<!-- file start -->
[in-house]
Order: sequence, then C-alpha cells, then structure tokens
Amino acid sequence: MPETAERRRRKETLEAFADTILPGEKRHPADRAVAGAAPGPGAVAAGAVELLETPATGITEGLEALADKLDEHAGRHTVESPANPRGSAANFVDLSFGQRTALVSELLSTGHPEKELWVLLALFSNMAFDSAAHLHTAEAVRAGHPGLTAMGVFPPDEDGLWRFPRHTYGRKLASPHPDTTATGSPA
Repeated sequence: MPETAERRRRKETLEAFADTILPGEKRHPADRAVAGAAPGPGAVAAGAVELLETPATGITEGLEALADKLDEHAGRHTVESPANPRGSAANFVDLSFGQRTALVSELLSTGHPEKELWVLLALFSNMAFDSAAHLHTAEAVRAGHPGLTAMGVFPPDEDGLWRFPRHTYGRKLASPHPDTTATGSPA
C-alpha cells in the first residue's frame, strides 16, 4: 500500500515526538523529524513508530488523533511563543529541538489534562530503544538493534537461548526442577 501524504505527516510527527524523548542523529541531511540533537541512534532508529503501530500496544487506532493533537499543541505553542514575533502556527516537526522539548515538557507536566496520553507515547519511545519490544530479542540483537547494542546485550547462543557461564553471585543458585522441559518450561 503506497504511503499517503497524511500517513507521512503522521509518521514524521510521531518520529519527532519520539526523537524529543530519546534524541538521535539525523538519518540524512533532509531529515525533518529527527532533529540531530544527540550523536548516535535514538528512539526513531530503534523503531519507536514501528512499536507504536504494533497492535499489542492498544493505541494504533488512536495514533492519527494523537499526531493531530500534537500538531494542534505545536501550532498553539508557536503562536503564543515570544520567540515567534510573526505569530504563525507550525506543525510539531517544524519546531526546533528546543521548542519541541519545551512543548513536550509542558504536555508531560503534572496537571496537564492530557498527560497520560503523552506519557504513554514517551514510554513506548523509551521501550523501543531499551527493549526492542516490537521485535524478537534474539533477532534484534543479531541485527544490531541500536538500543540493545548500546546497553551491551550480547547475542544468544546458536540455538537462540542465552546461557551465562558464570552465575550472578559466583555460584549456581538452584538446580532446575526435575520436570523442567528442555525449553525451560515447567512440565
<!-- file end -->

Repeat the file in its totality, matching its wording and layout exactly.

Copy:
[in-house]
Order: sequence, then C-alpha cells, then structure tokens
Amino acid sequence: MPETAERRRRKETLEAFADTILPGEKRHPADRAVAGAAPGPGAVAAGAVELLETPATGITEGLEALADKLDEHAGRHTVESPANPRGSAANFVDLSFGQRTALVSELLSTGHPEKELWVLLALFSNMAFDSAAHLHTAEAVRAGHPGLTAMGVFPPDEDGLWRFPRHTYGRKLASPHPDTTATGSPA
Repeated sequence: MPETAERRRRKETLEAFADTILPGEKRHPADRAVAGAAPGPGAVAAGAVELLETPATGITEGLEALADKLDEHAGRHTVESPANPRGSAANFVDLSFGQRTALVSELLSTGHPEKELWVLLALFSNMAFDSAAHLHTAEAVRAGHPGLTAMGVFPPDEDGLWRFPRHTYGRKLASPHPDTTATGSPA
C-alpha cells in the first residue's frame, strides 16, 4: 500500500515526538523529524513508530488523533511563543529541538489534562530503544538493534537461548526442577 501524504505527516510527527524523548542523529541531511540533537541512534532508529503501530500496544487506532493533537499543541505553542514575533502556527516537526522539548515538557507536566496520553507515547519511545519490544530479542540483537547494542546485550547462543557461564553471585543458585522441559518450561 503506497504511503499517503497524511500517513507521512503522521509518521514524521510521531518520529519527532519520539526523537524529543530519546534524541538521535539525523538519518540524512533532509531529515525533518529527527532533529540531530544527540550523536548516535535514538528512539526513531530503534523503531519507536514501528512499536507504536504494533497492535499489542492498544493505541494504533488512536495514533492519527494523537499526531493531530500534537500538531494542534505545536501550532498553539508557536503562536503564543515570544520567540515567534510573526505569530504563525507550525506543525510539531517544524519546531526546533528546543521548542519541541519545551512543548513536550509542558504536555508531560503534572496537571496537564492530557498527560497520560503523552506519557504513554514517551514510554513506548523509551521501550523501543531499551527493549526492542516490537521485535524478537534474539533477532534484534543479531541485527544490531541500536538500543540493545548500546546497553551491551550480547547475542544468544546458536540455538537462540542465552546461557551465562558464570552465575550472578559466583555460584549456581538452584538446580532446575526435575520436570523442567528442555525449553525451560515447567512440565